We're sorry, but the page you were seeking does not exist. It may have been moved or expired. Perhaps our search engine can help.
John McCain's selection of Republican Gov. Sarah Palin of Alaska as his running mate is a bold gamble.
Bold because Palin is the first woman in GOP history to appear on the presidential ticket. Although her tenure as governor has been brief, she has a record as a tenacious foe of public corruption.
But choosing Palin is a gamble because of her relative obscurity and limited experience. Before winning an improbable campaign for governor 22 months ago, she was mayor of Wasilla, Alaska, population about 8,000. It's legitimate to ask whether any candidate - male or female, Republican or Democrat - is ready to hold the nation's nuclear suitcase only six years after running a town the size of Doylestown. It's a big stretch.
Interviewed on a cable show last month, Palin wondered aloud, "What is it exactly that the V.P. does every day?" It's a question that Joe Biden doesn't need to ask. Nor does GOP Sen. Kay Bailey Hutchison of Texas, mentioned earlier for the post.
McCain said he chose Palin because she could "help me shake up Washington." He also hopes that Palin will help him win over disaffected Hillary Clinton supporters who wanted the former first lady on the Democratic ticket. McCain won't know until November whether this calculation worked, but history is not a convincing guide. In 1984, when Democrat Geraldine Ferraro became the first woman to run for vice president on a major-party ticket, the Democrats didn't win a majority of female voters.
Palin does have more executive experience than McCain, Biden and Barack Obama combined. And although she has held the governor's seat for only 20 months, she has made the most of it. She took on the state's old-boy GOP network and won a grassroots campaign. She has exposed and repudiated the state GOP's messy financial ties with big oil companies.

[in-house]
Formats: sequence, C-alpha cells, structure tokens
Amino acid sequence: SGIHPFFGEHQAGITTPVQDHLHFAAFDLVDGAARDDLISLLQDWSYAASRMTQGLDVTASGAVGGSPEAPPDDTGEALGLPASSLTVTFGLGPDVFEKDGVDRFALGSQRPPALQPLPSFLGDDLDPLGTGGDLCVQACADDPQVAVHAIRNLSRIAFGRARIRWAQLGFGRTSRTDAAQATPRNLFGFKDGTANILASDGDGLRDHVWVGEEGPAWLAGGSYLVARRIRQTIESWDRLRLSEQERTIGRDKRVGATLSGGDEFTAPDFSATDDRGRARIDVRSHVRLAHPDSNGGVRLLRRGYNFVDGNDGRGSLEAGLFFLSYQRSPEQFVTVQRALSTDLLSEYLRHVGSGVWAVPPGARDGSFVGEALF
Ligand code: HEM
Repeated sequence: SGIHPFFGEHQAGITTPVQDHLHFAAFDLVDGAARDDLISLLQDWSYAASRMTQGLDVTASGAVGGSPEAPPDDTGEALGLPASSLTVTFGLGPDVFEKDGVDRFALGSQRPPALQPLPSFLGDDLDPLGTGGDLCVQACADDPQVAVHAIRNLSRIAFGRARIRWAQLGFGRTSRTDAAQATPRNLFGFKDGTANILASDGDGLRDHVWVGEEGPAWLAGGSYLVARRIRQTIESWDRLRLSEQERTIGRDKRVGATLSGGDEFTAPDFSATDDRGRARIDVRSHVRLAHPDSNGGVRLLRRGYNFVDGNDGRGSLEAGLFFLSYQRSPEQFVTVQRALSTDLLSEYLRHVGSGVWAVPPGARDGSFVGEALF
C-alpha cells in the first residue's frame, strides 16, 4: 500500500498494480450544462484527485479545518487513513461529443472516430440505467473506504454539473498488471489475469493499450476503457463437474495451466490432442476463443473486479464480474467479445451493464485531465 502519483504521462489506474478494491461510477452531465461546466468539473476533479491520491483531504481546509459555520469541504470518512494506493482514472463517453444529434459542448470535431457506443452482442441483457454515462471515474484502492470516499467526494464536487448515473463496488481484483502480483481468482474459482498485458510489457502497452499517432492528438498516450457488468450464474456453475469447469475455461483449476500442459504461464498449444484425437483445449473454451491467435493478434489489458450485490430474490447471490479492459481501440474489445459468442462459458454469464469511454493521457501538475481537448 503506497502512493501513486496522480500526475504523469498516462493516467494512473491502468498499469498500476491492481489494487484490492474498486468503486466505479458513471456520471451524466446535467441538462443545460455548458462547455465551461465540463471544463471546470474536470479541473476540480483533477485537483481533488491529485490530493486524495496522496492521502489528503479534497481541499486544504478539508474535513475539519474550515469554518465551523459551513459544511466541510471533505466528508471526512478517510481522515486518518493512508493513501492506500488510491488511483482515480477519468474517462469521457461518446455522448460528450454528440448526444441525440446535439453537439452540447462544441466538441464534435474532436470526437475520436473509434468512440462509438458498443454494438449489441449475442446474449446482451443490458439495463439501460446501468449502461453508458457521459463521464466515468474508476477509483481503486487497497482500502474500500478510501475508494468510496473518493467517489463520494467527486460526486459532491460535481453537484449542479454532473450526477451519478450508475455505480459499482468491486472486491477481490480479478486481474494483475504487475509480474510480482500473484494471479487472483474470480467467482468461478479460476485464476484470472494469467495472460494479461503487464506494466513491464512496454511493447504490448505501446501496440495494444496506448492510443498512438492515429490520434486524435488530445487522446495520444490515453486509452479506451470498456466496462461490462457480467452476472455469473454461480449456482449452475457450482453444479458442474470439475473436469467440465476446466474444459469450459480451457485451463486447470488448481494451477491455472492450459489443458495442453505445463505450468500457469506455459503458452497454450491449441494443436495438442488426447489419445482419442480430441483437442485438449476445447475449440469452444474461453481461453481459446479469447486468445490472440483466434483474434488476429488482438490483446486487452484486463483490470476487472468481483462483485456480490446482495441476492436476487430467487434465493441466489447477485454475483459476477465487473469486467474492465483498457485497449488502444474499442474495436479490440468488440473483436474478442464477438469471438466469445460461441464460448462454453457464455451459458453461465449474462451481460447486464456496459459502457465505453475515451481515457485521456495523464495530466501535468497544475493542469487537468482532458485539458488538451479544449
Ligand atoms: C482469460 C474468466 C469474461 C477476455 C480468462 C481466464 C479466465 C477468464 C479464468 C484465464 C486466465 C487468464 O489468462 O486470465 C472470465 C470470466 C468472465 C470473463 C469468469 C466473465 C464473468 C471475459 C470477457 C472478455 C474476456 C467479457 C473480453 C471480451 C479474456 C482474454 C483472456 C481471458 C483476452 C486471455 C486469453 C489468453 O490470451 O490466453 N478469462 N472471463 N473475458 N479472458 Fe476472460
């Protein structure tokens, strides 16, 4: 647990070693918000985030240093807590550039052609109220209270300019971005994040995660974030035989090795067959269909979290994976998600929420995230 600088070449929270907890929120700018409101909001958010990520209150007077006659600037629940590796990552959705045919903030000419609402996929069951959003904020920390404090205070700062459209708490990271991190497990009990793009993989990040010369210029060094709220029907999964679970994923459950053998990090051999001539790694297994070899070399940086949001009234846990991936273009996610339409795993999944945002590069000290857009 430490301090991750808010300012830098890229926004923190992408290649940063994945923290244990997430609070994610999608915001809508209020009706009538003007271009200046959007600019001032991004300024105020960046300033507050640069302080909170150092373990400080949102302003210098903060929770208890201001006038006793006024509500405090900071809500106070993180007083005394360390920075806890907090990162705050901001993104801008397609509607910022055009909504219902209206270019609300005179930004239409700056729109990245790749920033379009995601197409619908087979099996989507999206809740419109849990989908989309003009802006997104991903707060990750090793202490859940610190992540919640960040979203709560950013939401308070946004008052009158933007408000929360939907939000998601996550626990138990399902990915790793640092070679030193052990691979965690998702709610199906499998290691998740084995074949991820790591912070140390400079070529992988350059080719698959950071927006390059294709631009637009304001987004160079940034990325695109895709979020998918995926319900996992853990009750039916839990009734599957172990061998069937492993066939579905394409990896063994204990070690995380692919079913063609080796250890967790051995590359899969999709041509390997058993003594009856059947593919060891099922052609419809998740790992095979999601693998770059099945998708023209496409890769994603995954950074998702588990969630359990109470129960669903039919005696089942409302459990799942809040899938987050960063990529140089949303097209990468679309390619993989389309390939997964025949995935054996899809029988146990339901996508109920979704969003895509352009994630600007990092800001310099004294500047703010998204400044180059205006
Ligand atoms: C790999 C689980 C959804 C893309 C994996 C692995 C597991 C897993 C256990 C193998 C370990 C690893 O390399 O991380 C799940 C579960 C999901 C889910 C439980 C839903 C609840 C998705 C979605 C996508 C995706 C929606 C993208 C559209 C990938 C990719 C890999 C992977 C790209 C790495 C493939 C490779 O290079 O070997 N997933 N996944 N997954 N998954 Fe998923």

A mother of five, Palin, 44, is wildly popular back home for her independence and lack of pretentiousness. She drives herself to work, and sold the previous governor's jet. She pushed through a new ethics law and killed the infamous "Bridge to Nowhere" funded by federal pork.
One potential blemish on her record is an ongoing investigation into whether she abused her power in a case involving a family member. Palin's sister is divorced from a state trooper, who allegedly threatened the woman. Palin is accused of firing the state's public safety commissioner because he resisted her pressure to fire the trooper. The governor denies any wrongdoing.
Palin brings solid conservative credentials to the ticket. She is pro-life, a member of the National Rifle Association, and a tax-cutter. In a campaign featuring a heated debate on energy, Palin is an outspoken advocate of greater domestic oil drilling, including in the Arctic National Wildlife Refuge. Hopefully, she will push equally hard in this campaign for alternative energy sources.
Obama is the first black presidential candidate. McCain's selection of Palin guarantees that this campaign will make history, no matter which team prevails.